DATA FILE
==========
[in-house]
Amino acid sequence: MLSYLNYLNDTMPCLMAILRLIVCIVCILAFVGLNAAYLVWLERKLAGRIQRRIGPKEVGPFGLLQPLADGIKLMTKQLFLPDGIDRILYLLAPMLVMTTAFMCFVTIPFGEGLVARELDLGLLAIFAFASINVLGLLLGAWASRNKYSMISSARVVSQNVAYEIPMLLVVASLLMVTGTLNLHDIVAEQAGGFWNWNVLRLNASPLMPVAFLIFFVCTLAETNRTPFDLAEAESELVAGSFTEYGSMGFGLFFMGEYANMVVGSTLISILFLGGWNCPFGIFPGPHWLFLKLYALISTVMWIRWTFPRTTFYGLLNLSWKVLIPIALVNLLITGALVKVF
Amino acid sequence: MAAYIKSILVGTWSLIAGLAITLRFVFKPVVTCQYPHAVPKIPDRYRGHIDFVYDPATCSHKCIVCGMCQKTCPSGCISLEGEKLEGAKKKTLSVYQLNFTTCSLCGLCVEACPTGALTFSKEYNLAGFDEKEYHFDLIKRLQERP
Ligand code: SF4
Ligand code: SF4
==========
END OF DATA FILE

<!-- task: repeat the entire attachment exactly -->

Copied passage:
[in-house]
Amino acid sequence: MLSYLNYLNDTMPCLMAILRLIVCIVCILAFVGLNAAYLVWLERKLAGRIQRRIGPKEVGPFGLLQPLADGIKLMTKQLFLPDGIDRILYLLAPMLVMTTAFMCFVTIPFGEGLVARELDLGLLAIFAFASINVLGLLLGAWASRNKYSMISSARVVSQNVAYEIPMLLVVASLLMVTGTLNLHDIVAEQAGGFWNWNVLRLNASPLMPVAFLIFFVCTLAETNRTPFDLAEAESELVAGSFTEYGSMGFGLFFMGEYANMVVGSTLISILFLGGWNCPFGIFPGPHWLFLKLYALISTVMWIRWTFPRTTFYGLLNLSWKVLIPIALVNLLITGALVKVF
Amino acid sequence: MAAYIKSILVGTWSLIAGLAITLRFVFKPVVTCQYPHAVPKIPDRYRGHIDFVYDPATCSHKCIVCGMCQKTCPSGCISLEGEKLEGAKKKTLSVYQLNFTTCSLCGLCVEACPTGALTFSKEYNLAGFDEKEYHFDLIKRLQERP
Ligand code: SF4
Ligand code: SF4